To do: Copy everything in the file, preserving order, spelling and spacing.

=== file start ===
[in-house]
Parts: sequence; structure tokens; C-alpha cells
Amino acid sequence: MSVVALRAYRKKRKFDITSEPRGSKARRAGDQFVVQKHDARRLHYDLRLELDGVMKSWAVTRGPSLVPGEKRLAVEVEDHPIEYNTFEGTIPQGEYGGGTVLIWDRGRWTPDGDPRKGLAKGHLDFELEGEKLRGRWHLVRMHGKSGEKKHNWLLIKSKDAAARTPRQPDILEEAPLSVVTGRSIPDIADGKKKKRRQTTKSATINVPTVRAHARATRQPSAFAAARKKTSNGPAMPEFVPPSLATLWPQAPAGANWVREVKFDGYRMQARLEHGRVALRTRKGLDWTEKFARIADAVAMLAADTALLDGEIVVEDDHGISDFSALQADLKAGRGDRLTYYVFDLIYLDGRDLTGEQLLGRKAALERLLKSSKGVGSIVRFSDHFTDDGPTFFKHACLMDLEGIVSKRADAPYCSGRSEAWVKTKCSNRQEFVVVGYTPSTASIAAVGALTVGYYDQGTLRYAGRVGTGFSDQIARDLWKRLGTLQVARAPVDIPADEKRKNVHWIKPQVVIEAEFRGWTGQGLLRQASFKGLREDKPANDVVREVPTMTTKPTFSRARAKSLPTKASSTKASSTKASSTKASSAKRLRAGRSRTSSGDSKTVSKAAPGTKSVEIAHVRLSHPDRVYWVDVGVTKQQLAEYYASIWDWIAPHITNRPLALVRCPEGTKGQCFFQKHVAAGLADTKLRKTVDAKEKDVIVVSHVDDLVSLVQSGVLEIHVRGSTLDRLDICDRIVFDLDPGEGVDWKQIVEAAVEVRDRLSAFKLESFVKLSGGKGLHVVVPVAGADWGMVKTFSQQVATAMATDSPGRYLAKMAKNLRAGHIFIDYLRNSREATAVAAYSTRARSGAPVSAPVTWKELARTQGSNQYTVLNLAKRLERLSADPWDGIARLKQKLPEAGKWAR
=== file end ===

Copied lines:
[in-house]
Parts: sequence; structure tokens; C-alpha cells
Amino acid sequence: MSVVALRAYRKKRKFDITSEPRGSKARRAGDQFVVQKHDARRLHYDLRLELDGVMKSWAVTRGPSLVPGEKRLAVEVEDHPIEYNTFEGTIPQGEYGGGTVLIWDRGRWTPDGDPRKGLAKGHLDFELEGEKLRGRWHLVRMHGKSGEKKHNWLLIKSKDAAARTPRQPDILEEAPLSVVTGRSIPDIADGKKKKRRQTTKSATINVPTVRAHARATRQPSAFAAARKKTSNGPAMPEFVPPSLATLWPQAPAGANWVREVKFDGYRMQARLEHGRVALRTRKGLDWTEKFARIADAVAMLAADTALLDGEIVVEDDHGISDFSALQADLKAGRGDRLTYYVFDLIYLDGRDLTGEQLLGRKAALERLLKSSKGVGSIVRFSDHFTDDGPTFFKHACLMDLEGIVSKRADAPYCSGRSEAWVKTKCSNRQEFVVVGYTPSTASIAAVGALTVGYYDQGTLRYAGRVGTGFSDQIARDLWKRLGTLQVARAPVDIPADEKRKNVHWIKPQVVIEAEFRGWTGQGLLRQASFKGLREDKPANDVVREVPTMTTKPTFSRARAKSLPTKASSTKASSTKASSTKASSAKRLRAGRSRTSSGDSKTVSKAAPGTKSVEIAHVRLSHPDRVYWVDVGVTKQQLAEYYASIWDWIAPHITNRPLALVRCPEGTKGQCFFQKHVAAGLADTKLRKTVDAKEKDVIVVSHVDDLVSLVQSGVLEIHVRGSTLDRLDICDRIVFDLDPGEGVDWKQIVEAAVEVRDRLSAFKLESFVKLSGGKGLHVVVPVAGADWGMVKTFSQQVATAMATDSPGRYLAKMAKNLRAGHIFIDYLRNSREATAVAAYSTRARSGAPVSAPVTWKELARTQGSNQYTVLNLAKRLERLSADPWDGIARLKQKLPEAGKWAR